Minority Representation and Policy Choices: The Significance of Legislator Identity
AbstractDisadvantaged groups tend also to constitute population minorities. One consequence of this is that the policies implemented by electorally accountable governments often fail to reflect minority interests. A policy solution is to enhance the political power of minority groups as a vehicle for promoting their policy interests. This paper analyzes the success of an electoral law, which does so by reserving seats for minority groups in legislatures, in promoting minority interests. The paper develops a theoretical model of the political process to analyze the policy impact of such a law. The key theoretical assumption, that candidates cannot commit to policies, implies that identity is relevant to policy choices. The analysis identifies economic reasons why this may lead parties to never field minority candidates. In such cases the model predicts that an electoral law of political reservation will influence policies. The paper takes advantage of the existence of such a law in India to test this prediction empirically. The principal finding is that minority representation has increased transfers to minorities. This suggests that political representation is central to the design of strategies that aim at promoting minority interests. More generally, the results indicate that legislator identity influences policies, and provide some support for the contention that politicians cannot fully commit to policies.
Download InfoIf you experience problems downloading a file, check if you have the proper application to view it first. In case of further problems read the IDEAS help page. Note that these files are not on the IDEAS site. Please be patient as the files may be large.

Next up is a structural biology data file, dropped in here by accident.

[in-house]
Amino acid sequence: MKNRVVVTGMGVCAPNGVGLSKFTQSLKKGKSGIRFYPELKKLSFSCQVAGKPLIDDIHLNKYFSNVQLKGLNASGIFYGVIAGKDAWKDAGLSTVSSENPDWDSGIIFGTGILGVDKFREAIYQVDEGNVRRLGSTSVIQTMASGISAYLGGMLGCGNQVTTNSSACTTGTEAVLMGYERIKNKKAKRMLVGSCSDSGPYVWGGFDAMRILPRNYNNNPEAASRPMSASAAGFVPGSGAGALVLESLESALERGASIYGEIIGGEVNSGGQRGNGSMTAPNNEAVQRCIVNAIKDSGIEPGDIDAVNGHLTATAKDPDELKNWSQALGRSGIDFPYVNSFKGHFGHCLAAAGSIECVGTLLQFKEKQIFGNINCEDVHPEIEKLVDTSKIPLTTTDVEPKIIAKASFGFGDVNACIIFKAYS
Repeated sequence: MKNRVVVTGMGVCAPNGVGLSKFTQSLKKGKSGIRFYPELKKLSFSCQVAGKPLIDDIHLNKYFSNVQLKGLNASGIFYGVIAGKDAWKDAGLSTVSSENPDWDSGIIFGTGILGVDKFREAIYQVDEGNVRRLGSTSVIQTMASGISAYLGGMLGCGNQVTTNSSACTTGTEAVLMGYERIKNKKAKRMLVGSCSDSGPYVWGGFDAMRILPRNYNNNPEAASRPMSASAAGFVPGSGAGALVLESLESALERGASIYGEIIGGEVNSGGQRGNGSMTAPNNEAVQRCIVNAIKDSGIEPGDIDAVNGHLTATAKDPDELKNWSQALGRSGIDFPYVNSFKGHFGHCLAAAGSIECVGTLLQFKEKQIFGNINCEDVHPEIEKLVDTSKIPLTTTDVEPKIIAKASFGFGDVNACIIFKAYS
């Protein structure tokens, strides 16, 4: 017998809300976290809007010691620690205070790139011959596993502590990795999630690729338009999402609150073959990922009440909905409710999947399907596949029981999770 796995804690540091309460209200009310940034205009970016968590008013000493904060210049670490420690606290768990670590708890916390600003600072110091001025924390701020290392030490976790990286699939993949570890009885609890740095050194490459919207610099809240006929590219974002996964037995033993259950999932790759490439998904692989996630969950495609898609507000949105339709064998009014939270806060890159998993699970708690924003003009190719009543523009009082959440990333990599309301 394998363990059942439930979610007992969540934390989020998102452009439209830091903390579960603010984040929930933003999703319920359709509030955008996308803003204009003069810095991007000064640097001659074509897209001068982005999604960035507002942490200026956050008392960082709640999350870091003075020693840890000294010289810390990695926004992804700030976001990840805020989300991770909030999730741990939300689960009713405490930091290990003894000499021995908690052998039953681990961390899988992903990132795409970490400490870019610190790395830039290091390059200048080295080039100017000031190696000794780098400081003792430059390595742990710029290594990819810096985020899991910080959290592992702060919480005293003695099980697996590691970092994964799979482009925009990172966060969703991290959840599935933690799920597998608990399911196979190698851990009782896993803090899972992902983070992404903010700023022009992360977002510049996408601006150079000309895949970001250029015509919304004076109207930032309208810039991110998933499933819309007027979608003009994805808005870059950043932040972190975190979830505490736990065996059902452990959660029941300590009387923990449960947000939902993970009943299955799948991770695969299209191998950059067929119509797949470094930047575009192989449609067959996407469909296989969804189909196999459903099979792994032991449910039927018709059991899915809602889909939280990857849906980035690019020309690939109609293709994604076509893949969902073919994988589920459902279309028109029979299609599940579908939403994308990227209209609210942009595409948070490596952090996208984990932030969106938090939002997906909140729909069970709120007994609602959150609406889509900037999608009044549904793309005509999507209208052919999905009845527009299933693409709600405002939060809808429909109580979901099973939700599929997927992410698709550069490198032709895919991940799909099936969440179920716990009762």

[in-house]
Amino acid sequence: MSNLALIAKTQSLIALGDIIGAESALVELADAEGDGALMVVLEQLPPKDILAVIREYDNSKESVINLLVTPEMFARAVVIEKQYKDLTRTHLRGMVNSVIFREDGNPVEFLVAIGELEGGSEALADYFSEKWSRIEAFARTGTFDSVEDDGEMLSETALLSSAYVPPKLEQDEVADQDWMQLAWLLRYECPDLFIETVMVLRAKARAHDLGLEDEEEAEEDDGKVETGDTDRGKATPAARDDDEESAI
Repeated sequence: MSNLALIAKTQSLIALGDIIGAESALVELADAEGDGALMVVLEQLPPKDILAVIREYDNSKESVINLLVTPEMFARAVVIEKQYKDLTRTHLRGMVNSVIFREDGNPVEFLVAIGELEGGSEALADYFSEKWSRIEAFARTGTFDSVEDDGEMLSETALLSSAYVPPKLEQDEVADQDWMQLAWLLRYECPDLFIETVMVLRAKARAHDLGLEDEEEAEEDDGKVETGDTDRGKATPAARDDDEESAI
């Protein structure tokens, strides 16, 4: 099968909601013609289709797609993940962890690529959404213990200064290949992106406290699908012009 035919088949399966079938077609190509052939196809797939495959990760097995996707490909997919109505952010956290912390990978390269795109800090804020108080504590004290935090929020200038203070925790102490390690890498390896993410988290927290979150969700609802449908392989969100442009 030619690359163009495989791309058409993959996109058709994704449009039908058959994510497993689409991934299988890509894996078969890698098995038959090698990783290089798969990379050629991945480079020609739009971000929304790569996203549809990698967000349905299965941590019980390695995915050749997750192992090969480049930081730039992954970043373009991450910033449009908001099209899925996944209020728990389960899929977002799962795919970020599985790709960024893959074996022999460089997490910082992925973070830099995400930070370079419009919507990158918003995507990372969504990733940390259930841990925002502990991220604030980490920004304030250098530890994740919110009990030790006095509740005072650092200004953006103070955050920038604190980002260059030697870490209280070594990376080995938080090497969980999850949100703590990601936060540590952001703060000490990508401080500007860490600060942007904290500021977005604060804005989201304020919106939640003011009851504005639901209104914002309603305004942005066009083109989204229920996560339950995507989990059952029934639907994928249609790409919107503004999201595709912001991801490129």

Bibliographic InfoPaper provided by Suntory and Toyota International Centres for Economics and Related Disciplines, LSE in its series STICERD - Development Economics Papers - From 2008 this series has been superseded by Economic Organisation and Public Policy Discussion Papers with number 16.
Date of creation: Jun 1999
Date of revision:
Contact details of provider:
Web page: http://sticerd.lse.ac.uk/_new/publications/default.asp
Political economy; minorities; electoral law; India; panel data.;
You can help add them by filling out this form.
CitEc Project, subscribe to its RSS feed for this item.
- Raghabendra Chattopadhyay & Esther Duflo, 2001. "Women as Policy Makers: Evidence from a India-Wide Randomized Policy Experiment," NBER Working Papers 8615, National Bureau of Economic Research, Inc.
- Svaleryd, Helena, 2002. "Femal Representation - Is it Important for Policy Decisions?," Research Papers in Economics 2002:7, Stockholm University, Department of Economics.
- Rohini Pande, 2003.
"Can Mandated Political Representation Increase Policy Influence for Disadvantaged Minorities? Theory and Evidence from India,"
American Economic Review,
American Economic Association, vol. 93(4), pages 1132-1151, September.
- Rohini Pande, 2002. "Can mandated political representation increase policy influence for disadvantaged minorities? Theory and evidence from India," Discussion Papers 0102-62, Columbia University, Department of Economics.
For technical questions regarding this item, or to correct its authors, title, abstract, bibliographic or download information, contact: ().
If references are entirely missing, you can add them using this form.